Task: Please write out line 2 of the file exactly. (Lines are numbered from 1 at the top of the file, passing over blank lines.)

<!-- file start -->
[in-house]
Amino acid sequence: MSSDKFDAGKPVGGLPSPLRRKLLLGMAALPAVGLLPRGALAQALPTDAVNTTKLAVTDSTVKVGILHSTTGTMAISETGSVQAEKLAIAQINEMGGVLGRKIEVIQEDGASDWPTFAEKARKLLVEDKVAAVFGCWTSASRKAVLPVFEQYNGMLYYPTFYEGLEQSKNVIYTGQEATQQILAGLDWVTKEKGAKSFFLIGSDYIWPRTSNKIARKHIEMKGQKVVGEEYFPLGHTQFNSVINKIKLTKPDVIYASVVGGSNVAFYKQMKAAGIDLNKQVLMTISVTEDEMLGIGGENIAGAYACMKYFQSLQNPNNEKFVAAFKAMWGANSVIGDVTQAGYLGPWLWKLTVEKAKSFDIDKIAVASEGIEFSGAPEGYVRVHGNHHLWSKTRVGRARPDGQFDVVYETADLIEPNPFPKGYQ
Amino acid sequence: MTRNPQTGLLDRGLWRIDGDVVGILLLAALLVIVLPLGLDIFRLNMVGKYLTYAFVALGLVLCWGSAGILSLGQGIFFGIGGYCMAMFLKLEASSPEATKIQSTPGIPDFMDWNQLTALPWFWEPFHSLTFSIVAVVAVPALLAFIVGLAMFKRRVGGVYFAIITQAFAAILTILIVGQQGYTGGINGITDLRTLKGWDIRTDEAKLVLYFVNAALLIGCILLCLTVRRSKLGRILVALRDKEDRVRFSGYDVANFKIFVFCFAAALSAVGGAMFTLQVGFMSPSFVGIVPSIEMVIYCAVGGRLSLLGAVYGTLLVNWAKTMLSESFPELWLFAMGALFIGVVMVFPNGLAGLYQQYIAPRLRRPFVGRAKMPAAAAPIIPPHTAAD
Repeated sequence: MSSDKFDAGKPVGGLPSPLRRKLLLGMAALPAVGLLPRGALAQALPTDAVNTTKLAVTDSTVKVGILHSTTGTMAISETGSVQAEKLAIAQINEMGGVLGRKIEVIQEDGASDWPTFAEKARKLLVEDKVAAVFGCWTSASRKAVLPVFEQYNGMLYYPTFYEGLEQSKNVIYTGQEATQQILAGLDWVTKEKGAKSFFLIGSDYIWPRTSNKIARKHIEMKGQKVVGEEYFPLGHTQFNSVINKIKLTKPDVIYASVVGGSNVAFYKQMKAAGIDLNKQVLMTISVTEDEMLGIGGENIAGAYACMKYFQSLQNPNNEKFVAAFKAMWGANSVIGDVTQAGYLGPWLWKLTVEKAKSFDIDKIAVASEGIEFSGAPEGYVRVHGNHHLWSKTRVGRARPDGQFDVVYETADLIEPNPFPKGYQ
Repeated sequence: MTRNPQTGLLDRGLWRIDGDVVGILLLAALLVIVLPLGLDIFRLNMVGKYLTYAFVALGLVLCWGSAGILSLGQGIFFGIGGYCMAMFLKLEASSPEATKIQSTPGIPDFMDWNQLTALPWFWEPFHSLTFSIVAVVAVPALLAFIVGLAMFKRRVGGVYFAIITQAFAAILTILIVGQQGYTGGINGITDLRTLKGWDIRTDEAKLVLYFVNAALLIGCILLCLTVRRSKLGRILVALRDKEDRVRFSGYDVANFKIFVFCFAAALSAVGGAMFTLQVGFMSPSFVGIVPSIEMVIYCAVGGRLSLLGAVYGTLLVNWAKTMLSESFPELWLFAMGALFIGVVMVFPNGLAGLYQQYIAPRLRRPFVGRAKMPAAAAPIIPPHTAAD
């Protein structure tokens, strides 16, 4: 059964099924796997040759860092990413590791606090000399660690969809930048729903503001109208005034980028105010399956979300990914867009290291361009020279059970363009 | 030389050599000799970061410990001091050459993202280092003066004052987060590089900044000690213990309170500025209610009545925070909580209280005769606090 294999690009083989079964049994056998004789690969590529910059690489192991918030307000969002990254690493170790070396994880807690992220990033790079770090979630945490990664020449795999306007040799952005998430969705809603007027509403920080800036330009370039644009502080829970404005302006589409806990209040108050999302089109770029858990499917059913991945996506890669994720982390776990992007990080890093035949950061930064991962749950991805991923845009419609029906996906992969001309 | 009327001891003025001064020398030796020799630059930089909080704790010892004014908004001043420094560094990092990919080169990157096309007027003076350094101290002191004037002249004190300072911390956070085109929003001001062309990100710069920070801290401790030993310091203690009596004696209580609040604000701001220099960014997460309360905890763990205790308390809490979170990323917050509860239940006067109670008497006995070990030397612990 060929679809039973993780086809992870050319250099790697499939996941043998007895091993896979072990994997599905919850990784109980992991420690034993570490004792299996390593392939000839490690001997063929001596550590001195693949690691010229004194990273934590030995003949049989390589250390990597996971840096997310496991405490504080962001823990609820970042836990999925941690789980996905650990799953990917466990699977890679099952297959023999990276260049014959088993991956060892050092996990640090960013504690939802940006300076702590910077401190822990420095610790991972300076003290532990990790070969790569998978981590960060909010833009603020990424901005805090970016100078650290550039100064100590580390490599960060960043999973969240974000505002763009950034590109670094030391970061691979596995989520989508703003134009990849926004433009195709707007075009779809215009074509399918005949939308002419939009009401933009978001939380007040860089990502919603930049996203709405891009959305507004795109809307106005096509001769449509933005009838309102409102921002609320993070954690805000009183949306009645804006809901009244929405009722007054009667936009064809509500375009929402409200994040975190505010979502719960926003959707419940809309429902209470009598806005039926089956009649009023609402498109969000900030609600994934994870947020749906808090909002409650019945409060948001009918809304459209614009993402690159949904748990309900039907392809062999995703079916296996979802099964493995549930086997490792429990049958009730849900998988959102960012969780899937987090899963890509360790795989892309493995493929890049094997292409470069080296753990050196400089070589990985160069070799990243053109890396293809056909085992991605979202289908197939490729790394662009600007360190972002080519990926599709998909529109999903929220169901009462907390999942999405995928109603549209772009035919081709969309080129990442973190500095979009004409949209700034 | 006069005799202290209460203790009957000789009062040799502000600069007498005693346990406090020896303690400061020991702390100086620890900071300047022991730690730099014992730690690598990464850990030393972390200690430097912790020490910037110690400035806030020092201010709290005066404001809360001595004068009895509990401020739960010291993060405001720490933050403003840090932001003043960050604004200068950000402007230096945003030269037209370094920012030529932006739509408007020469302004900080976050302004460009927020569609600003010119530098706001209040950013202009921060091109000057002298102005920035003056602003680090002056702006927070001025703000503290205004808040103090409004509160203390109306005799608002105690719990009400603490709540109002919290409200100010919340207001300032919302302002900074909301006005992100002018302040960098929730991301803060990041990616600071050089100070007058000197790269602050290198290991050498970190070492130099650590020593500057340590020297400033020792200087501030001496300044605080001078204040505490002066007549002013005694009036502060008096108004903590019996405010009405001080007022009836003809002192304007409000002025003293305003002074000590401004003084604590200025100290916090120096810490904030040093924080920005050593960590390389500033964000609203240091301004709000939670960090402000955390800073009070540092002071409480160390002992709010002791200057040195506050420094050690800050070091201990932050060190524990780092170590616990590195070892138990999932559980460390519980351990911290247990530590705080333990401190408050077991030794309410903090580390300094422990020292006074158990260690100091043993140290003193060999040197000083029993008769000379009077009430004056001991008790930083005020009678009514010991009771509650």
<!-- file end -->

Amino acid sequence: MSSDKFDAGKPVGGLPSPLRRKLLLGMAALPAVGLLPRGALAQALPTDAVNTTKLAVTDSTVKVGILHSTTGTMAISETGSVQAEKLAIAQINEMGGVLGRKIEVIQEDGASDWPTFAEKARKLLVEDKVAAVFGCWTSASRKAVLPVFEQYNGMLYYPTFYEGLEQSKNVIYTGQEATQQILAGLDWVTKEKGAKSFFLIGSDYIWPRTSNKIARKHIEMKGQKVVGEEYFPLGHTQFNSVINKIKLTKPDVIYASVVGGSNVAFYKQMKAAGIDLNKQVLMTISVTEDEMLGIGGENIAGAYACMKYFQSLQNPNNEKFVAAFKAMWGANSVIGDVTQAGYLGPWLWKLTVEKAKSFDIDKIAVASEGIEFSGAPEGYVRVHGNHHLWSKTRVGRARPDGQFDVVYETADLIEPNPFPKGYQ